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3 of 3 people found the following review helpful
5.0 out of 5 stars Loved this one! 23 Jan 2011
Format:Paperback|Verified Purchase
Our Mutual Friend opens with Gaffer Hexam and his daughter Lizzie discovering a dead body in the Thames. The body is assumed to be that of John Harmon, who was on his way to London to marry Bella Wilfer. John's father had recently died and one of the conditions of his will was that unless John married Bella, he would not be allowed to claim his inheritance.

Bella is disappointed when she learns that he has drowned. It's not fair: not only has she missed out on the money, now shes going to have to wear mourning for a man that she's never met and who died before they were even married! Mr and Mrs Boffin, the kind-hearted couple who inherit the Harmon fortune in John's absence, feel sorry for her and invite her to stay with them. However, the Boffins soon become the target of fortune hunters and blackmailers such as Silas Wegg and Mr Venus.

Being almost 800 pages long, and being Dickens, this is only one small part of the story. There are several other plots and sub-plots which eventually become woven together - and some very memorable characters, including Jenny Wren, the 'Dolls' Dressmaker', Mrs Higden, who lives her life in terror of the workhouse, and Bradley Headstone, a murderous schoolmaster who falls in love with Lizzie Hexam.

Although I did enjoy this book and found most of it entertaining and gripping, I did struggle with the chapters that took place in the 'fashionable world' of the Veneerings' dining room. This world of dinner parties and politics contrasts sharply with the other main setting of the book, the River Thames, where most of the action takes place. We meet the people who earn their living from the river, we spend some time in the riverside inns and taverns, and in a way the river becomes the most important 'character' in the book.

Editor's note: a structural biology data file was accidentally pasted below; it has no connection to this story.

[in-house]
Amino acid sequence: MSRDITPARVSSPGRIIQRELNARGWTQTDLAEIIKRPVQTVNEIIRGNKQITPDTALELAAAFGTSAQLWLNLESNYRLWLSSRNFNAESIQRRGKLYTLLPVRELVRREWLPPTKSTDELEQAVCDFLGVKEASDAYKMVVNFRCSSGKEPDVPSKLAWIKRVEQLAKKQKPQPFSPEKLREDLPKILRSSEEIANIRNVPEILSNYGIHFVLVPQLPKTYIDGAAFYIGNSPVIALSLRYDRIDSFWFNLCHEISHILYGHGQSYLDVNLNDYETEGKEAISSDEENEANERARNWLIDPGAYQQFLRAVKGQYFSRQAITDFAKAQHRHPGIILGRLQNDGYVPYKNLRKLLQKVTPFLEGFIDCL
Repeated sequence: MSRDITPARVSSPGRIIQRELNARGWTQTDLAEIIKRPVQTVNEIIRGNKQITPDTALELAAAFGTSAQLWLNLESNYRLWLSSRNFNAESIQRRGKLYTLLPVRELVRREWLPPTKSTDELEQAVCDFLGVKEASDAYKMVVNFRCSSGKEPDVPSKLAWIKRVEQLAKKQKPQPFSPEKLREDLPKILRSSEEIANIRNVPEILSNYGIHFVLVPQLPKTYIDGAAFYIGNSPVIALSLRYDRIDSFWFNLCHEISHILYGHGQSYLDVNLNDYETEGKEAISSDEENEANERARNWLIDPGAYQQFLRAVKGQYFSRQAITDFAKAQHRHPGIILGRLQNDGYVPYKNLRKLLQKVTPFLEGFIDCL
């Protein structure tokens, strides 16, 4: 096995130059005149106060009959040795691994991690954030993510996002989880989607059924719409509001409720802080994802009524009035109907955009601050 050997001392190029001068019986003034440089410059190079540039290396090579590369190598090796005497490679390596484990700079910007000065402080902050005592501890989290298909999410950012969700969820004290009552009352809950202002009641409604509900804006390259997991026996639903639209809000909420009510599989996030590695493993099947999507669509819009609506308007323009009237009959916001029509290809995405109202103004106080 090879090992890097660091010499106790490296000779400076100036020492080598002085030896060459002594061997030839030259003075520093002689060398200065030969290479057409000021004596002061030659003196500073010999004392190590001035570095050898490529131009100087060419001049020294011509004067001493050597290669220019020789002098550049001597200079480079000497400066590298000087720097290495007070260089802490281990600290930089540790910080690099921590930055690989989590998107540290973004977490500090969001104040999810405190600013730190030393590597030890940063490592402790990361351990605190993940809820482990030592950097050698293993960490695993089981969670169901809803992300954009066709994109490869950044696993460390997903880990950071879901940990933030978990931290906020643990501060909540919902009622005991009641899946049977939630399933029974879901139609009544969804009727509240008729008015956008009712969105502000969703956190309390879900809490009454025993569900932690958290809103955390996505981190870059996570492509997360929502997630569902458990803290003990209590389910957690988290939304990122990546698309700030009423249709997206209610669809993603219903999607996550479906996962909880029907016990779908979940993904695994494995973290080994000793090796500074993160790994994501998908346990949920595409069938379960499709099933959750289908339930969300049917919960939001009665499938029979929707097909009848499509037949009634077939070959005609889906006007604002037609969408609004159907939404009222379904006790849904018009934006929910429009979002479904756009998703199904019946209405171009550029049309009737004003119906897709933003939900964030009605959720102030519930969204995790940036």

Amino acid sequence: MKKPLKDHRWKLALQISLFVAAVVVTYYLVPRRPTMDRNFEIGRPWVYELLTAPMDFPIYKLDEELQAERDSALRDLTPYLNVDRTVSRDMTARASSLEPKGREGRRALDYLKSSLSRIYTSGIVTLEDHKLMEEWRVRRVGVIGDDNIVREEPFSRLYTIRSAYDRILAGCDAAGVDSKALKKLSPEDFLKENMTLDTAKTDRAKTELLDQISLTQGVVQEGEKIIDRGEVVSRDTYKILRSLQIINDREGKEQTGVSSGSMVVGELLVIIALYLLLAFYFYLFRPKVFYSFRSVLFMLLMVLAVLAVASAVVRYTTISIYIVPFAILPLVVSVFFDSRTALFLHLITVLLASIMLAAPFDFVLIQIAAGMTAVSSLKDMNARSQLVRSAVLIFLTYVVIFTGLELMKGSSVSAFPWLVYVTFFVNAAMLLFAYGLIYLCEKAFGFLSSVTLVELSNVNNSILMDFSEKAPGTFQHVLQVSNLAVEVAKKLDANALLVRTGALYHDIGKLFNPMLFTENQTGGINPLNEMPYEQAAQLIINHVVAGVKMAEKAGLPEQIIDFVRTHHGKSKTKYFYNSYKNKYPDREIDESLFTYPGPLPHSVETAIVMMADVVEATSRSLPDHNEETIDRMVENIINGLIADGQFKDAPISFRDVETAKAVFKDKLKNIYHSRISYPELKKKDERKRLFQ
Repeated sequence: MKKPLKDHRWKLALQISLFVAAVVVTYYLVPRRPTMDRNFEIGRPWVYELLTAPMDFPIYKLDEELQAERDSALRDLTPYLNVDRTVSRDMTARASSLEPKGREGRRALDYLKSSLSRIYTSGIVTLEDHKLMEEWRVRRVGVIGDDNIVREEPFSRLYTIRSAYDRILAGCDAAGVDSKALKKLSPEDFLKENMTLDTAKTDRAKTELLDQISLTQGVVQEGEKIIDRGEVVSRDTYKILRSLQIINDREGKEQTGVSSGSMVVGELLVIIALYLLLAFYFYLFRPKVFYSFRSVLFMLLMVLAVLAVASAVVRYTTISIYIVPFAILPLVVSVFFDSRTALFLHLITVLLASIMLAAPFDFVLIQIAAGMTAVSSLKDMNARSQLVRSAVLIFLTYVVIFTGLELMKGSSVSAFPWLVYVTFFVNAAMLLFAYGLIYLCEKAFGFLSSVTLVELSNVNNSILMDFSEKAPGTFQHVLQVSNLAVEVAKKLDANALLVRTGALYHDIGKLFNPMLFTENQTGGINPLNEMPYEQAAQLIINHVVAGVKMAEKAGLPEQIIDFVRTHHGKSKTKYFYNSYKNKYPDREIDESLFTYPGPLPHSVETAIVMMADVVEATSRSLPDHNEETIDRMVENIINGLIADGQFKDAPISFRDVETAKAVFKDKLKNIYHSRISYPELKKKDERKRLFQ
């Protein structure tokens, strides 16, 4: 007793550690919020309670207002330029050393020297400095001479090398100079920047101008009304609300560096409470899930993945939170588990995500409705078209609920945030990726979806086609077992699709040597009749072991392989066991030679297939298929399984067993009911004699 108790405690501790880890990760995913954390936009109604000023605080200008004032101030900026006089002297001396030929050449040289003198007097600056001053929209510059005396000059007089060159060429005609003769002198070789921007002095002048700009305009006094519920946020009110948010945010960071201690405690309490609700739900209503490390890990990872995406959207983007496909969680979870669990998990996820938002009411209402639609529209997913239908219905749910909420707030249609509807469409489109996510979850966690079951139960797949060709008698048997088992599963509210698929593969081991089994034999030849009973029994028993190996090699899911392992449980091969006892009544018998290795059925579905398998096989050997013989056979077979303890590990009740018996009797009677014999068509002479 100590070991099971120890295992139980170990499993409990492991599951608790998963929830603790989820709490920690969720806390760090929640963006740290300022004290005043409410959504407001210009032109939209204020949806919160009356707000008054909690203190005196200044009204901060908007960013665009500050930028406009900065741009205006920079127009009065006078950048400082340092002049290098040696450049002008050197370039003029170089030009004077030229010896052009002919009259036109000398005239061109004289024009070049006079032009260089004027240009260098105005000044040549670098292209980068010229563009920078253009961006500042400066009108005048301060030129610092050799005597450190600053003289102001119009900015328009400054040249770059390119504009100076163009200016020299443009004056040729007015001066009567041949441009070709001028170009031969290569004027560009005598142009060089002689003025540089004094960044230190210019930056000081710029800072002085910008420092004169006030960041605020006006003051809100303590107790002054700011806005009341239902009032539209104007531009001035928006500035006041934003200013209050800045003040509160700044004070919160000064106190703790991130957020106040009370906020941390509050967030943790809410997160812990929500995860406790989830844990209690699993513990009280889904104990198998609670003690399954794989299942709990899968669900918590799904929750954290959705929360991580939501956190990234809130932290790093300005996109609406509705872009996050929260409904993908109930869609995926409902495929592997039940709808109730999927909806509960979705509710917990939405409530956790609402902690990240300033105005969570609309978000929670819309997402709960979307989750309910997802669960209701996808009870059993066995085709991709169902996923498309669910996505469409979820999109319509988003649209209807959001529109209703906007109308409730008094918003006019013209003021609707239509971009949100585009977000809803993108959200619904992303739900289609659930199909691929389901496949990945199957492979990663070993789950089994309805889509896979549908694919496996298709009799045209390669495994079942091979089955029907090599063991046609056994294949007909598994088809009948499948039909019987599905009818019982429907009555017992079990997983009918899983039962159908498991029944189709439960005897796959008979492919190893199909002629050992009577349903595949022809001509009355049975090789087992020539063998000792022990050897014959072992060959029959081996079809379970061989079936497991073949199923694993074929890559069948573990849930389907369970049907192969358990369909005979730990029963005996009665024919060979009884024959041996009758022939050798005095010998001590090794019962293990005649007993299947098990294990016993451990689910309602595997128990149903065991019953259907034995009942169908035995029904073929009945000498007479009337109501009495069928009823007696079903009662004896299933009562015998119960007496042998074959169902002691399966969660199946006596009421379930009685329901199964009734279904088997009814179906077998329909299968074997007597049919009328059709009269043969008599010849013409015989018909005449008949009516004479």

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Most Recent Customer Reviews
5.0 out of 5 stars Good book
Book was really good , would recommend this book to anybody. I have enjoyed reading this book it kept me reading
Published 1 month ago by Jamie
5.0 out of 5 stars A great read
One of a great novelist's more neglected works. What wonderful description of both place and character. It made me laugh aloud in parts.
Published 1 month ago by NormanP
4.0 out of 5 stars Classic Book
Great book - lovely story and for a change the main female characters find happy endings rather than being killed off by Dickens.
Published 1 month ago by MsSteeple
4.0 out of 5 stars Not his best work
Typical Dickens characters, seedy streets and murky waters but not the best DIckens I've ever read. However it still stands the test of time and is a slow read but eventually gets... Read more
Published 1 month ago by Dunx
3.0 out of 5 stars interesting idea but long winded
Some unbelievable characters, especially Sloppy. I did like Mr Inspector though. Charlie Hexham should have been mentioned near the end.
Published 1 month ago by Geoff
3.0 out of 5 stars Our Mutual
Fine, for the price I paid, but wish I had chosen a better publication to build up a library, which gave helpful notes and information.
Published 2 months ago by Janet Perkins
5.0 out of 5 stars Twist and turns galore
Another classic Dickens yarn. Some moments in this book made me laugh out loud and tell others just what a funny guy Dickens can be. Read more
Published 3 months ago by Rahena Bibi
3.0 out of 5 stars Shortcomings in Structure.
The usual Dickens weaknesses: too verbose in descriptions, especially of atmosphere, characters entertaining but not convincing and denouements and coincidences too forced.
Published 4 months ago by B Mayes
2.0 out of 5 stars wordy
I like Dickens in general but this has to be one of hi less absorbing books. Just too many characters and too much jumping about makes it difficult to get into the story
Published 4 months ago by Alan.t.Chappell
4.0 out of 5 stars How do you rate a genius ?
I am glad that apart from A Christmas Carol and David Copperfield I first came to these mature works of Dickens in my thirties. Read more
Published 5 months ago by ZOWEECAT